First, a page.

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Tags: department of defense | cloud computing | security

Should the Department of Defense Put All Its Eggs in One Basket?

Should the Department of Defense Put All Its Eggs in One Basket?
(Pumai Vittayanukorn/Dreamstime.com)

Dan Perkins By Monday, 02 April 2018 11:53 AM EDT Current | Bio | Archive

Under Armor just announced that they had a data breach on 150 million of their customer accounts. One or more of your accounts may be ones that were breached by hackers.

What if the Department of Defense is hacked and it has all of its data on one computer system with no backup? What if one place had every detail as to the military locations, personnel, and equipment on the site? What if any of the plans were there for an attack on North Korea or Iran in every aspect, or the response if in case they attack us were on that computer? Would that make you feel safe, knowing everything is in one place and all of it could be hacked?

Just for your information, the Department of Defense is thinking about selecting one cloud supplier for the DOD for possibly the next ten years. The security risk to our national security could be significant for us. The current front-runner for this contract is Amazon, which is among the top five largest cloud server companies in the business. The Channel Company ranks the top ten cloud companies based on revenue and Amazon was ranked number 2.

As I have looked at this issue, I have grave concerns about the ability of central government to build a website with a singular data storage service for the entire military. Do any of you remember the massive problems the government had with the rollout of the Obamacare website? Did that cover national security? What happens if one morning an operator pushes the on switch for his or her computer and nothing happens? Is America at risk? In my first novel about terrorism against the United States, called "The Brotherhood of the Red Nile: A Terrorist Perspective," I wrote about a terrorist attack on the cloud computing in the United States. I’m not saying that it will happen, but if we concentrate all of our data in one place, we put a massive target on that cloud server.

One of the risks with cloud servers is with companies moving their operating software to the cloud instead of to their local computers. If the cloud is under attack, companies and governments may not have file access to the systems that run their computers. According to SOASTA, a leading cloud testing company, as reported in June 2014, over 40 percent of Americans were using cloud backup, and my guess is it is now, four years later, over 50 percent or more.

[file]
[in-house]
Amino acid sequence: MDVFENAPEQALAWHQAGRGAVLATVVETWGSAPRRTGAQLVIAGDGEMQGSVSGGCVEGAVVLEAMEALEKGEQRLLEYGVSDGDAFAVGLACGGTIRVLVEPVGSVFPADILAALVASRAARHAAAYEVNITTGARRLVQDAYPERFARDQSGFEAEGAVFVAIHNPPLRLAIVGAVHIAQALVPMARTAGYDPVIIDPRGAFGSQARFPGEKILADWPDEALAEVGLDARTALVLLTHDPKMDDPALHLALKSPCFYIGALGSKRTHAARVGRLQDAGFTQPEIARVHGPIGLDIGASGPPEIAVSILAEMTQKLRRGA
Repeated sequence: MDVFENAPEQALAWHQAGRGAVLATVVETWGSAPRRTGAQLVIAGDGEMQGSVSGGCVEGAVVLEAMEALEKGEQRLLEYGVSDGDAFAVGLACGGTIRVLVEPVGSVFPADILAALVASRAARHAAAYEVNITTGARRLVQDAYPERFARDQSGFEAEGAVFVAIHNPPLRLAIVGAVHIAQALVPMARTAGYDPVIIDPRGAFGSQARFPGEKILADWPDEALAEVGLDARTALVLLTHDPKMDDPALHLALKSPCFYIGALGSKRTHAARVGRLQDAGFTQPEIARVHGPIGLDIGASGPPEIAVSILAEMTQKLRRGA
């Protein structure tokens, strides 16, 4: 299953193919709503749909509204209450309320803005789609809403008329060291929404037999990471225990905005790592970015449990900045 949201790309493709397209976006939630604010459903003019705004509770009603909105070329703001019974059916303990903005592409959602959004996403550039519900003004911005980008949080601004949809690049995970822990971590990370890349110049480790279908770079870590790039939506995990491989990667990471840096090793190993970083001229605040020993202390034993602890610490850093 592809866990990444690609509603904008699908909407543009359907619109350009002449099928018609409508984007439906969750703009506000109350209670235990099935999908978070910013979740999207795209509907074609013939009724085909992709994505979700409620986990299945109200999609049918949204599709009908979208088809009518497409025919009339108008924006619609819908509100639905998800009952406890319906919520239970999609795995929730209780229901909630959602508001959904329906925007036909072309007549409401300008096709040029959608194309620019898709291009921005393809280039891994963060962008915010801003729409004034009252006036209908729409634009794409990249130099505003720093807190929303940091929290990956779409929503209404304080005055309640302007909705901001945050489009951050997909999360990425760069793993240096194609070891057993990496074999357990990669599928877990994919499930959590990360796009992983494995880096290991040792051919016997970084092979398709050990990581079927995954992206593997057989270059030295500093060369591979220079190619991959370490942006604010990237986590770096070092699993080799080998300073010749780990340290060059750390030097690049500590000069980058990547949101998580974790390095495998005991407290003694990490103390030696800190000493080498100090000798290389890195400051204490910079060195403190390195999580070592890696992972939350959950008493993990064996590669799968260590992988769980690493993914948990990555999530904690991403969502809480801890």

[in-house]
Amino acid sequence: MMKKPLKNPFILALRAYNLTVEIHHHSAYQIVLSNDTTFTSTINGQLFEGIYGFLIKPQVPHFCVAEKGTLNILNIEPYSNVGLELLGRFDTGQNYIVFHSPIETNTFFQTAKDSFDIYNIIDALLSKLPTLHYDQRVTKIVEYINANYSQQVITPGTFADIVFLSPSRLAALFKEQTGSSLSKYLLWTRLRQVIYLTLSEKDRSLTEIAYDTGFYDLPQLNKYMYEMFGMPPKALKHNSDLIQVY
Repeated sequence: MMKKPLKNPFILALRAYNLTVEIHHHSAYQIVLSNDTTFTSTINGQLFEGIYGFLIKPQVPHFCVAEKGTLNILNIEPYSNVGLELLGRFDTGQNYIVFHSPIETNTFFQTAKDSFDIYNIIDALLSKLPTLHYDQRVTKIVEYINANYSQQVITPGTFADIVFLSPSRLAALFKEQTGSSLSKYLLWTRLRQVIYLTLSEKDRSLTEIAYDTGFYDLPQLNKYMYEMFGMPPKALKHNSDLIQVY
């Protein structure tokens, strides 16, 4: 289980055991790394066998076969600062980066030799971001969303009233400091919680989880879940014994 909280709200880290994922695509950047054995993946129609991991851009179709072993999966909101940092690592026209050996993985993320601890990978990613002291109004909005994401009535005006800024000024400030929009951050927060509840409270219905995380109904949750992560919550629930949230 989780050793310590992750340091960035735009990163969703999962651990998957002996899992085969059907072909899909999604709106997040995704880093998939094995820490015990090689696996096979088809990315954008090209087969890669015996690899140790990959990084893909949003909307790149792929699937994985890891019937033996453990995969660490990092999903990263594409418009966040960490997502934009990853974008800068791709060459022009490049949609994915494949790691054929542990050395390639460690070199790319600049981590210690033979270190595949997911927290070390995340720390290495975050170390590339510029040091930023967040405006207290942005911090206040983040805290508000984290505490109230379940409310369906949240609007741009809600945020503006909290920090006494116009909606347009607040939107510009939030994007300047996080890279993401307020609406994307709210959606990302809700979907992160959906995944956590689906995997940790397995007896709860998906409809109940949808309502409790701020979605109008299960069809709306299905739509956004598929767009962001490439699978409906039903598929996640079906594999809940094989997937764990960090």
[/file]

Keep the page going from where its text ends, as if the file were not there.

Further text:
What about cloud security? I have a website called Songsandstoriesforsoldiers.us. When I started several years ago, it was small, and my web hosting company said that they could handle my traffic on their local server. However, should my content and traffic grow, they may have to switch my site to be processed on an Amazon cloud server. I reached the point where what they told me might happen. Well it has happened, and now I find myself exposed to hackers trying to get into Amazon servers.

If we put all the military and civilian DOD information on one cloud server, it will be painting a great big bull's eye on the Pentagon. We will be daring hackers to try and crack the most valuable cloud server in the world. If successful, a hacker will find a valuable market for the DOD cloud content, and as the old Master Card commercial said, it would be Priceless!

Trend Micro reported that it’s not surprising that government is high up on Trend Micro’s vulnerable list, especially considering how hard government organizations were hit in 2015. According to Control Risks’ 2016 Riskmap Report, a third of all targeted cyber attacks were aimed at governments.

Given the incentive to hack the DOD and with the possibility of getting into the Amazon cloud through a different process, should we take the risk of having one server? Would it be advisable to have multiple backups, including diversionary ones? Several cloud server companies don’t agree with using one cloud server network. The Weekly Standard raised the question in their headline article, “What Could Go Wrong?”

Is it possible that this single vendor cloud contract is a rush to judgment? Perhaps on an agreement worth tens of billions of dollars and up to ten years duration, the old style of decision making needs more attention, such as multiple sources, open bidding, and a meaningful review? Is it possible that a wrong decision could put our county in peril?

Dan Perkins is an author of both thrillers and children’s books. He appears on over 1,100 radio stations. Mr. Perkins appears regularly on international TV talk shows, he is current events commentator for seven blogs, and a philanthropist with his foundation for American veterans, Songs and Stories for Soldiers, Inc. More information about him, his writings, and other works are available on his website, DanPerkins.guru. To read more of his reports — Click Here Now.

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What if the Department of Defense is hacked and it has all of its data on one computer system with no backup?
department of defense, cloud computing, security
Monday, 02 April 2018 11:53 AM
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